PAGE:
Washington Nationals third baseman Anthony Rendon. (Brad Mills/USA Today)

Washington Nationals infielder Anthony Rendon was the victim of a star-studded logjam at third base, preventing him from representing his team in Tuesday’s All-Star Game. Nolan Arenado, the RBI leader at the break, won the fan vote and players voted in Jake Lamb as the backup, leaving Rendon without a roster spot.

But forget all-star nominations — it’s time we start talking about Rendon as the league’s most valuable player.

Rendon finished the first half batting .304 with 16 home runs and 54 RBI, creating runs at a rate that is 48 percent higher than average after adjusting for league and park effects (148 wRC+), the most among NL third basemen and tied for fourth highest among NL hitters with enough plate appearances to qualify for the batting title. Plus, he saved 17 runs per 150 innings through his fielding prowess, the most of any infielder this season.

The only other hitter in the NL entering the second half who produced as many wins above replacement as Rendon (4.1 fWAR) is Justin Turner. Paul Goldschmidt (4.0), teammate Bryce Harper (3.8), Joey Votto (3.8), Corey Seager (3.6), Nolan Arenado (2.9), Charlie Blackmon (2.7) and rookie sensation Cody Bellinger (2.3) — all given better odds than Rendon to be named NL MVP — have all been less valuable during the first half.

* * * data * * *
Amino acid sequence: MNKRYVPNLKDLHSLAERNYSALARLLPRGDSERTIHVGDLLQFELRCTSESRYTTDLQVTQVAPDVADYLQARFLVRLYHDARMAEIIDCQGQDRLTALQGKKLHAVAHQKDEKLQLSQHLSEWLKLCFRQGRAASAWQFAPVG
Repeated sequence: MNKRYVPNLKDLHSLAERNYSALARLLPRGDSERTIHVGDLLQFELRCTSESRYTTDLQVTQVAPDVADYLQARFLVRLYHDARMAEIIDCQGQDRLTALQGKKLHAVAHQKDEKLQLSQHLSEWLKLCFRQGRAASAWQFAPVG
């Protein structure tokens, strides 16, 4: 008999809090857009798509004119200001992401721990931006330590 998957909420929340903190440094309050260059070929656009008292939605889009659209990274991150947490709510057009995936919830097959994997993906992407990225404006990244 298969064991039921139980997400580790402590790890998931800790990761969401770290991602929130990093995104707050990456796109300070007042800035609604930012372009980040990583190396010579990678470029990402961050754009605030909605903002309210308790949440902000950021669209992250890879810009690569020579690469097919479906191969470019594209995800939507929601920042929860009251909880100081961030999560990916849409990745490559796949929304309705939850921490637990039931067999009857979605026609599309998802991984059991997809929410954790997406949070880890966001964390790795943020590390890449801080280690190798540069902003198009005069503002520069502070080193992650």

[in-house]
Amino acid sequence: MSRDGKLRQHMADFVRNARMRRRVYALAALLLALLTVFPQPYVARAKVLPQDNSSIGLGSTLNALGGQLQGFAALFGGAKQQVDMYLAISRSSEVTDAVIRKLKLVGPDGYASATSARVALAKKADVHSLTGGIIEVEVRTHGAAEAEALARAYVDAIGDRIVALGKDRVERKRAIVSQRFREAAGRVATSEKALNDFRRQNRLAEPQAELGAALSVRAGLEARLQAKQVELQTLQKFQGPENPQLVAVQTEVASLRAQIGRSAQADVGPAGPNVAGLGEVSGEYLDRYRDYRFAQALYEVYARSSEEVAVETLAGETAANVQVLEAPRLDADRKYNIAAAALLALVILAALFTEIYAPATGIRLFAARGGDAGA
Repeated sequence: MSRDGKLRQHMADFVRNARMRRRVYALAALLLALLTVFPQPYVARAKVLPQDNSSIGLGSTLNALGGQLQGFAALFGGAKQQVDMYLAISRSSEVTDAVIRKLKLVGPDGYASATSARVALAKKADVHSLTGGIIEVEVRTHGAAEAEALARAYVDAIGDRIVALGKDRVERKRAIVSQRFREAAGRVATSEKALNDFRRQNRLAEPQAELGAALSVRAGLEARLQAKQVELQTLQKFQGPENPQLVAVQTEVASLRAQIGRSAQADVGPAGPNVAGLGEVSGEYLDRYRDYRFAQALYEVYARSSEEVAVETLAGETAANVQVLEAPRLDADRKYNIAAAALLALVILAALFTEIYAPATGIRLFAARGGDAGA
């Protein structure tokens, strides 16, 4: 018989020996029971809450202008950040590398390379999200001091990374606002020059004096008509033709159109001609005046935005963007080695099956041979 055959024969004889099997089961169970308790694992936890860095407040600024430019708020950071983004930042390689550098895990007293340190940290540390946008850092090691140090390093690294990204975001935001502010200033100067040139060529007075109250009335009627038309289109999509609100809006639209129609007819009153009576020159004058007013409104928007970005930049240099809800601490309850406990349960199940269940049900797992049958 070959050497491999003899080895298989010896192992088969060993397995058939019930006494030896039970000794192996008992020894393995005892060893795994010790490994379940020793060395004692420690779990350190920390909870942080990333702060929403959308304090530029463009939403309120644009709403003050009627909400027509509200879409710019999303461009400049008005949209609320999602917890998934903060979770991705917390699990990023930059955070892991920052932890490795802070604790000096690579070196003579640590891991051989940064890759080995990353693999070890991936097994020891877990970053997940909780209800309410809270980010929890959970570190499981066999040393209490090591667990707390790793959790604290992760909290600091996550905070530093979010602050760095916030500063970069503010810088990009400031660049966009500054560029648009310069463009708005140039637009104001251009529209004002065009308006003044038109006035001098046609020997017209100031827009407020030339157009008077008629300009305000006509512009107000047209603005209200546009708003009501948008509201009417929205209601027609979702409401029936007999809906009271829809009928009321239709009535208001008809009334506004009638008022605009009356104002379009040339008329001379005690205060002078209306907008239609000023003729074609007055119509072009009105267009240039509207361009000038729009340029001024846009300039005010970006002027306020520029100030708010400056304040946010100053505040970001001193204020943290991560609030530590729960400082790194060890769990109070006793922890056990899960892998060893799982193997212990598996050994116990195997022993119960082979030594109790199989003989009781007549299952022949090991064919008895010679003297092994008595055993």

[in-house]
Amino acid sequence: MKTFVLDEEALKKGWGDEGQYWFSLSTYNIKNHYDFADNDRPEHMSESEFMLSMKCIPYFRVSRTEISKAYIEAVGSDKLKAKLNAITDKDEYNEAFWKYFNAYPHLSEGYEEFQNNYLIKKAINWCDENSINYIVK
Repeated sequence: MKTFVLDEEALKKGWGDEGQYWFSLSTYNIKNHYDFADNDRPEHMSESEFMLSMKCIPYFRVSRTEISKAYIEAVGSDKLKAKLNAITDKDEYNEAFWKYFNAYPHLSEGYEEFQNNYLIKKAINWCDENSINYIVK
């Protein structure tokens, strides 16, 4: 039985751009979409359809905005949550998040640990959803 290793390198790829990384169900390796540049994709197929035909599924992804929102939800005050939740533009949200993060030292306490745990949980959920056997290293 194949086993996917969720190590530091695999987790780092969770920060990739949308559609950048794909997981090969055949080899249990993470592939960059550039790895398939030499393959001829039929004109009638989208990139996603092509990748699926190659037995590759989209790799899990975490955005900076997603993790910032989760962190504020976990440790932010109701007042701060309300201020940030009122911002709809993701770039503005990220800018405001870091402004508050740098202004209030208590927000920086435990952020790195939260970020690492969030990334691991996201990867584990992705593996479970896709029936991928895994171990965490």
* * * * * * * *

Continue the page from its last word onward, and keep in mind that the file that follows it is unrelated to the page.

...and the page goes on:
Yes, much of Rendon’s value comes from his solid play at third base, but his batting and base running is worth 21.2 runs above average, fifth most in the league heading into the second half. And he makes pitchers work for their outs, requiring them to throw 4.5 pitches per plate appearance, second-most in the majors and tops in the NL. He also swings at very few pitches outside the strike zone (21 percent, third-lowest in the league), allowing him to get ahead in the count more, where he is batting .356 with a 1.256 OPS.

This all-around play has Rendon batting .293 with 25 home runs and 90 RBI, producing a 6.1 fWAR by the end of 2017 — the second-highest in the league behind Goldschmidt (6.2), per Dan Szymborski’s ZiPS projections. Steamer projections have Rendon finishing third (6.2 fWAR) behind Harper (6.6) and Goldschmidt (6.3).

Finishing in the top three is key for any MVP candidate: Since 2008, eight of the nine eventual NL MVP winners have ranked No. 1 in FanGraphs’ wins above replacement by season’s end, the lone exception being Ryan Braun, who had the third-highest fWAR in 2011.

In sum, Rendon is the most valuable player in the league for a team that is among the most likely to win the World Series. If that doesn’t make someone an MVP candidate, nothing does.